Letter from the Publishers

July, 2014

One could argue that gifted children are marginalized today because of the emphasis on No Child Left Behind and on having all students meet certain minimum edu-cational standards. They’re also marginalized by the lack of attention and funding for gifted education.

One could also argue that twice-exceptional children are marginalized, often claimed by neither a gifted program nor a special ed program, and — if admitted to either — marginalized by being different from the rest of the students in either type of program.

This issue of 2e: Twice-Exceptional Newsletter covers a group of young people who are even more marginalized — “on the margins of the margins” is the way one con-tributor to this issue phrases it. This group of young people consists of those who are gifted, learning-challenged, and of atypical gender orientation.

Our contributors to this issue offer a variety of perspectives to raising and educating this group of young people. Educator Terry Friedrichs describes how schools and society put up barriers to these sexual-minority students and how those barriers might be overcome. Parent Teresa Ryan Manzella tells what she’s learned about raising what she calls a “queer kid,” offering advice to parents who may be starting on this journey. Journalist Emily Brooks offers the perspective of a member of the group we feature in this issue. She calls herself “a member of the queer and gender non-conforming community,” who is also gifted and on the autism spectrum. And educator Jennifer Broome shares lessons for addressing the needs of gifted GLBTQ adolescents and getting them the education they deserve.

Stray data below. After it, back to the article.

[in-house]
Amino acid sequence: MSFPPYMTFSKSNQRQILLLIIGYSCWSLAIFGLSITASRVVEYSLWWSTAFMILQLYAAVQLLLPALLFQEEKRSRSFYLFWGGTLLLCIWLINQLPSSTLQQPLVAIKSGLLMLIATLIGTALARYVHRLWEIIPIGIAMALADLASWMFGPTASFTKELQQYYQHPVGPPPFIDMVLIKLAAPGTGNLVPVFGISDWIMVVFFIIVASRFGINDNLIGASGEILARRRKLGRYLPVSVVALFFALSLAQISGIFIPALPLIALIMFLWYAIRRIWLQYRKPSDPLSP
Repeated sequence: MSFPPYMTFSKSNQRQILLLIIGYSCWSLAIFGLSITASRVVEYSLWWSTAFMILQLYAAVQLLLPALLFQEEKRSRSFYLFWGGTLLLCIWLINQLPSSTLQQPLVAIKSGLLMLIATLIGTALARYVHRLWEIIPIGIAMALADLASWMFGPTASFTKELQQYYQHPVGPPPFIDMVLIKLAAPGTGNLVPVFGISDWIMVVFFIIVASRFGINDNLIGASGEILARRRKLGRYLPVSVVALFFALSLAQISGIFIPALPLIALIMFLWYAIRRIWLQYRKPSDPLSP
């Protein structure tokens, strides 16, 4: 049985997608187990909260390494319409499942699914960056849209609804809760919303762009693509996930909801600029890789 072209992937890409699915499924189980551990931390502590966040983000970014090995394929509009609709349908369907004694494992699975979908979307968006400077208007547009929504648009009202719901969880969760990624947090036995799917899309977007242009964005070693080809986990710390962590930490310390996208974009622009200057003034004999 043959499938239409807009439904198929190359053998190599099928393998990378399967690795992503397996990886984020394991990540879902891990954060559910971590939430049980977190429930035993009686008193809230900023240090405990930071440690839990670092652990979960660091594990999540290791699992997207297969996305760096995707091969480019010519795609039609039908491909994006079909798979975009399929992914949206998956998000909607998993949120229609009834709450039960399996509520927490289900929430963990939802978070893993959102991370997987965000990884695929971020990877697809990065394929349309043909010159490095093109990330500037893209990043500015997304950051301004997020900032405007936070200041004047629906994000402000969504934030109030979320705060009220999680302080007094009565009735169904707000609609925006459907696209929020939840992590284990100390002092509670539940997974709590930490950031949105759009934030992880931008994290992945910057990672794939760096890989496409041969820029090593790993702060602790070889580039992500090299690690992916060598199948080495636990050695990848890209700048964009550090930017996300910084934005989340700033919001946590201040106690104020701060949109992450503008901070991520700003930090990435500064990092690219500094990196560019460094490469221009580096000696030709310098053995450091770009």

In this issue you’ll also find event coverage, our “2e Tech” feature by Marlo Payne Thurman, the column “Dear Dr. Sylvia,” and a variety of news from the 2e community.

This issue marks the end of our 11th year of publication. We thank you for subscribing and solicit your input on the types of articles that will best help you raise, teach, and counsel the great twice-exceptional children in your life.

— Linda C. Neumann and J. Mark Bade

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